Struggling with ‘di più’ and ‘più’? No worries! This article will help.  Learn when and how to use these adverbs correctly.

When to use “di più” in Italian

In Italian, the adverb “di più” is used to convey the idea of “more” in various contexts. It is often employed when expressing comparisons or intensifying actions. By understanding its proper usage, one can effectively communicate in Italian and enhance their language skills.

Comparison Context Intensification Context
Comparisons between two or more things are frequently made by using the adverb “di più.” For example:

“Questo libro è migliore di più” means

“This book is better than more.”

In situations where one wants to emphasize the degree or extent of an action, the adverb “di più” can be used. For instance:

“Mi alleno di più ogni giorno,”

“I exercise more every day.”

In addition to the above-mentioned contexts, it’s worth noting that “di più” can also be used idiomatically in certain expressions. These idiomatic uses add further depth and nuance to the language, while allowing for more creativity in communication.

Let’s see some examples:

Prenditi cura di te di più.

Take better care of yourself.

Lei parla di più che ascolta.

She talks more than she listens.

To make the most out of using these Italian adverbs, consider implementing a few suggestions.

1. immerse yourself in Italian literature and media to observe how native speakers use these adverbs in natural conversations.

2. practice incorporating them into your speaking and writing exercises consistently.

Lastly, seek feedback from language experts or join conversation groups to refine your understanding of when and how to use these adverbs accurately.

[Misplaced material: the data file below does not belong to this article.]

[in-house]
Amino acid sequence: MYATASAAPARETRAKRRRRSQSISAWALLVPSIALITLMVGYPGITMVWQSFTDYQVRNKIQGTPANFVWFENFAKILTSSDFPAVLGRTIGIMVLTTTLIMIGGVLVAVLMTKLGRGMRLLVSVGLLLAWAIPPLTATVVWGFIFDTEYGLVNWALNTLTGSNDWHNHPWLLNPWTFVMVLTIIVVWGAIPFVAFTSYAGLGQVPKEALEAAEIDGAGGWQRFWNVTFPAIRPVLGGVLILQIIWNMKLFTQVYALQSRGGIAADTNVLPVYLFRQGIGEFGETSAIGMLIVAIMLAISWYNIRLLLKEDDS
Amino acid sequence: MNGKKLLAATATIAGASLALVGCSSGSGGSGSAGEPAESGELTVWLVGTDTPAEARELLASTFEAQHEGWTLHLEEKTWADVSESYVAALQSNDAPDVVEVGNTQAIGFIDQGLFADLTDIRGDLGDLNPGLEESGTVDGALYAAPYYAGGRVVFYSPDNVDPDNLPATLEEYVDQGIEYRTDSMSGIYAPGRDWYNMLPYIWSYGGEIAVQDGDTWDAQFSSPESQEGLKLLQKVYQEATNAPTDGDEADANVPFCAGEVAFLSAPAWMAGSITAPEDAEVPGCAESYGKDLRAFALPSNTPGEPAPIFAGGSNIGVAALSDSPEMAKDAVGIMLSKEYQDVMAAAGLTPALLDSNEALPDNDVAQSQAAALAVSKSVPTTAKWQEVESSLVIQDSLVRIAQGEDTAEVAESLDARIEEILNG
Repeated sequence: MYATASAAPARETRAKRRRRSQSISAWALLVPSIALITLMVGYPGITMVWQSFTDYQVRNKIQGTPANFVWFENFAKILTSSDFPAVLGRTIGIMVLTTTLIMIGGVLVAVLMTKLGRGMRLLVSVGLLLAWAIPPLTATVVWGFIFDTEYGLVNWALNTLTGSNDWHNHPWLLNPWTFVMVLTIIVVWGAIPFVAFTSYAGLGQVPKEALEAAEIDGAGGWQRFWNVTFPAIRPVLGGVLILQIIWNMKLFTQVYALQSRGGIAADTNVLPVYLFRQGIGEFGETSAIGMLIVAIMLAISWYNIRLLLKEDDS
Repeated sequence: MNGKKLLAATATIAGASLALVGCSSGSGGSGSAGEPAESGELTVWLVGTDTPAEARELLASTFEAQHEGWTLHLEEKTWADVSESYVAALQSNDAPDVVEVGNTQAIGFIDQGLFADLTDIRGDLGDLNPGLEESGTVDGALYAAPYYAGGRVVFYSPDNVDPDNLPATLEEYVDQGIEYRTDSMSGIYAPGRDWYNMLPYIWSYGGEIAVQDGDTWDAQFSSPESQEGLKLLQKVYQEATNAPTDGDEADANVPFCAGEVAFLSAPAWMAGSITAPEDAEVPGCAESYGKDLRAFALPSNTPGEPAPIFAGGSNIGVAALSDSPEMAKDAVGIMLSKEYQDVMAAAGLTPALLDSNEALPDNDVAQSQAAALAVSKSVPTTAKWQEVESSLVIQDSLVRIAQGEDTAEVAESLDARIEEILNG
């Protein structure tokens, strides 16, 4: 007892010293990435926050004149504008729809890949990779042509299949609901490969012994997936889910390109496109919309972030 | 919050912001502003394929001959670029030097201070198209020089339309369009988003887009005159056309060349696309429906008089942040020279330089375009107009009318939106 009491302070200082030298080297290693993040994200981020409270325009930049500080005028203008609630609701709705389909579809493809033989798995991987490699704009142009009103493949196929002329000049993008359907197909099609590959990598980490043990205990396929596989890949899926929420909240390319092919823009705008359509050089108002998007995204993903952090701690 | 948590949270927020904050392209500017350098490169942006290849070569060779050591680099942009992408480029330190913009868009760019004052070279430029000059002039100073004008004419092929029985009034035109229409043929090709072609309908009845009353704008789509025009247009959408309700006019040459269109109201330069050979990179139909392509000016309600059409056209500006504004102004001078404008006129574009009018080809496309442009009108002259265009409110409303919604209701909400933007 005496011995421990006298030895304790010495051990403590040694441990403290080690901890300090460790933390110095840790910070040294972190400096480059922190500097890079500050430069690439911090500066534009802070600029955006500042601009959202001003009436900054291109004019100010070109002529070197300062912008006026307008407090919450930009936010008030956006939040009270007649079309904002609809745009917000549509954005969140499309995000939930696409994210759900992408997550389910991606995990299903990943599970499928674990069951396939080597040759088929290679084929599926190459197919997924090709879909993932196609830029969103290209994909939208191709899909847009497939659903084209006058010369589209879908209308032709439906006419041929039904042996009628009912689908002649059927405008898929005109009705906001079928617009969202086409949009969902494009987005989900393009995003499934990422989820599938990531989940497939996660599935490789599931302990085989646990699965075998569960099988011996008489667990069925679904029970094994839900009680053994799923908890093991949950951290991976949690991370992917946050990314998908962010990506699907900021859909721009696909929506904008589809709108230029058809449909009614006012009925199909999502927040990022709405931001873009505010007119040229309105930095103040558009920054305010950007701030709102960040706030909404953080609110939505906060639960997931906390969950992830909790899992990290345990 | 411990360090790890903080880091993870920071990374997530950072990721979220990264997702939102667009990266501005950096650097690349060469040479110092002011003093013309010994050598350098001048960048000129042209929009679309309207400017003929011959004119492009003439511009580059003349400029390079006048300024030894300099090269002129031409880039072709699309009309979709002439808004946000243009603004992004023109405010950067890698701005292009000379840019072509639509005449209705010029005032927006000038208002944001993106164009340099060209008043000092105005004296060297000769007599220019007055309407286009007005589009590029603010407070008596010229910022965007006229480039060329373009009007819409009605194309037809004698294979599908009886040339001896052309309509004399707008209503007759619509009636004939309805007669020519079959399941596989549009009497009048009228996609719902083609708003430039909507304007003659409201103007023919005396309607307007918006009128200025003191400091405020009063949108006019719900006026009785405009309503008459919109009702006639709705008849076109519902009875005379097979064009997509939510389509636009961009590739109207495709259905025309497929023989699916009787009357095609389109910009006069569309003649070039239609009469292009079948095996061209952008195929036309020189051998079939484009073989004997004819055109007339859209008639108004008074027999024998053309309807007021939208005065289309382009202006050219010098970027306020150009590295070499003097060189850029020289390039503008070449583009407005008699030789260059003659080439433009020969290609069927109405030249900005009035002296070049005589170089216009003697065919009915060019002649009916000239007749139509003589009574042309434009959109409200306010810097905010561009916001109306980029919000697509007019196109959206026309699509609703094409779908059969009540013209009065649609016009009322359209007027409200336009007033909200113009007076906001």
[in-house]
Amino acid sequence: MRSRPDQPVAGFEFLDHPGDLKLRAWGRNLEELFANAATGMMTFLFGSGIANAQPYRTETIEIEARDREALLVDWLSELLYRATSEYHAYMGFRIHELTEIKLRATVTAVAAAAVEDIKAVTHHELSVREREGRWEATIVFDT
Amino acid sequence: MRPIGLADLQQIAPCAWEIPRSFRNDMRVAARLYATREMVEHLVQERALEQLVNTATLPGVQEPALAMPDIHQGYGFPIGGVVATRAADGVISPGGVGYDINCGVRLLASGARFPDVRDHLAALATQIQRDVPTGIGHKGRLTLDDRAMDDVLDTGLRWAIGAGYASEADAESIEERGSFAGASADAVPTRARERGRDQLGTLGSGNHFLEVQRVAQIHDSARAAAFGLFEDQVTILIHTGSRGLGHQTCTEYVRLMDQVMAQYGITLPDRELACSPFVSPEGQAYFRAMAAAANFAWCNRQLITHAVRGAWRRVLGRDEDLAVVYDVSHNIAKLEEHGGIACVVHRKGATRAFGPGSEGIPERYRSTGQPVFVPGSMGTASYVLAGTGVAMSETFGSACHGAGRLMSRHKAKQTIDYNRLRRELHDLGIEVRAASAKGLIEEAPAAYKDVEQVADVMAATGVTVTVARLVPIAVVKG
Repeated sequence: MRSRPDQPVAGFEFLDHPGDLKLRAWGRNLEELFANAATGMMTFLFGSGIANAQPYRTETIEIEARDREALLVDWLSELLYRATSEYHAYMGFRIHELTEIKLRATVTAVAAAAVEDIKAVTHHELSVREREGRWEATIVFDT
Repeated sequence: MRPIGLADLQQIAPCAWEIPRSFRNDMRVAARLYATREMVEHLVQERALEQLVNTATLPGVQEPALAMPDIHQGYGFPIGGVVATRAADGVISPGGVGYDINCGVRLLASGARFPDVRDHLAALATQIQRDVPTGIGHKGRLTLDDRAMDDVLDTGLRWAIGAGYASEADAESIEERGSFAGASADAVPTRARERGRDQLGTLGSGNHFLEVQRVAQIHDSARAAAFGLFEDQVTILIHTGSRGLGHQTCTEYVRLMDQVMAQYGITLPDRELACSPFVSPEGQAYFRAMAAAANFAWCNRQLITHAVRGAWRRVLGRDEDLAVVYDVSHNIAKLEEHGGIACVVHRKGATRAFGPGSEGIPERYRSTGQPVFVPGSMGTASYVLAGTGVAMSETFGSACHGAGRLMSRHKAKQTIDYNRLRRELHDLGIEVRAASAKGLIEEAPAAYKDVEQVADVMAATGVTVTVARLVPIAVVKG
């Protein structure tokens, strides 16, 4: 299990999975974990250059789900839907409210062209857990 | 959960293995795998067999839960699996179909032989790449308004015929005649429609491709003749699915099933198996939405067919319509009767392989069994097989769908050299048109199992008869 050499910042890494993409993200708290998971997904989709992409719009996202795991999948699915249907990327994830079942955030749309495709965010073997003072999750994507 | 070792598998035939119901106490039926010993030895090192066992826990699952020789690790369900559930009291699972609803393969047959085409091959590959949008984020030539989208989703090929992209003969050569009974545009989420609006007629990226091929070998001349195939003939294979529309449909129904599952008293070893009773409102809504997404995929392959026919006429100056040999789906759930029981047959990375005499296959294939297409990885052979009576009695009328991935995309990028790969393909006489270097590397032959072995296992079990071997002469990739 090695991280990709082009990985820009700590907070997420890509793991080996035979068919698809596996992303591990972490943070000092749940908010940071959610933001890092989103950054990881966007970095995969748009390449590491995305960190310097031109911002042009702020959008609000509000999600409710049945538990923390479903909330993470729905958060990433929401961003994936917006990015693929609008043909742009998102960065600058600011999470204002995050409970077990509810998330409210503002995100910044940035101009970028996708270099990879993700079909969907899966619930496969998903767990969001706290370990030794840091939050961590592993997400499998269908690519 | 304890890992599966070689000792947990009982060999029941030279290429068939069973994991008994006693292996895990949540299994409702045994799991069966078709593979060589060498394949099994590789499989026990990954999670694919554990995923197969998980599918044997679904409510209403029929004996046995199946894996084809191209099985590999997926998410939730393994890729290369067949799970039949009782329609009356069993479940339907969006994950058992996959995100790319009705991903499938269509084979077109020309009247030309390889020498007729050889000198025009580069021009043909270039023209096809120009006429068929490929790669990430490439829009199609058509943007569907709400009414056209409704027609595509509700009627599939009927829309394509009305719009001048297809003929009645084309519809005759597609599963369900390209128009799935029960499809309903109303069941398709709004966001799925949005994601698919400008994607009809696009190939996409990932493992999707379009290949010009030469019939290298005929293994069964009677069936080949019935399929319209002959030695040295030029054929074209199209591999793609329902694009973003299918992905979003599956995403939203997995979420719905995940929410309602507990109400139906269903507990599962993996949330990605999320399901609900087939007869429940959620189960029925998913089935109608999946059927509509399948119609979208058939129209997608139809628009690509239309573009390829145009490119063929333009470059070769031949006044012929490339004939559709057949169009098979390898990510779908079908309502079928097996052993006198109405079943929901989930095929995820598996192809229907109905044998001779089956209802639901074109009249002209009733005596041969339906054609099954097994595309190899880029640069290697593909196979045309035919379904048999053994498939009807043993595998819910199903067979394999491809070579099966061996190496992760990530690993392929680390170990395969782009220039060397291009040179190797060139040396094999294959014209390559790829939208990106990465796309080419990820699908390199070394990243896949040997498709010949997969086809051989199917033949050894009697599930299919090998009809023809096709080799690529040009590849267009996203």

Usage of “più” in Italian language

See the table below for examples of how to use “più“:

Usage Example
Comparisons Maria è più alta di Carlo.
Time Ci vediamo più tardi.
Quantity Voglio più caffè, per favore.
Degree Questo libro è molto più interessante del film.
Accusation Non voglio vedere te più!

Più” can also be combined with other words. Examples are “non…più” for negation and “anche più” for emphasis.

Non voglio più mangiare cioccolato.

I don’t want to eat chocolate anymore.

Mi piace il gelato, ma mi piace ancora più la torta.

I like ice cream, but I like cake even more.

Comparing “di più” and “più” in Italian

Let’s compare ‘Di Più’ and ‘Più’ in Italian!

Lei studia di più rispetto a lui.

She studies more than him.

Lei studia più di lui.

She studies more than him.

Mi alleno di più ogni giorno.

I exercise more every day.

Mi alleno più spesso.

I exercise more often.

Adverb Usage
‘Di Più’ Used to show “more” or “further” when comparing or increasing quantity, intensity, or quality.
‘Più’ Means “more,” but usually used as a comparative form, showing increase or superiority to something else.

By analysing ‘Di Più’ and ‘Più’, it’s clear that even small differences can change the meaning in Italian. With continued exposure and practice, you can understand the different contexts in which these adverbs are used.

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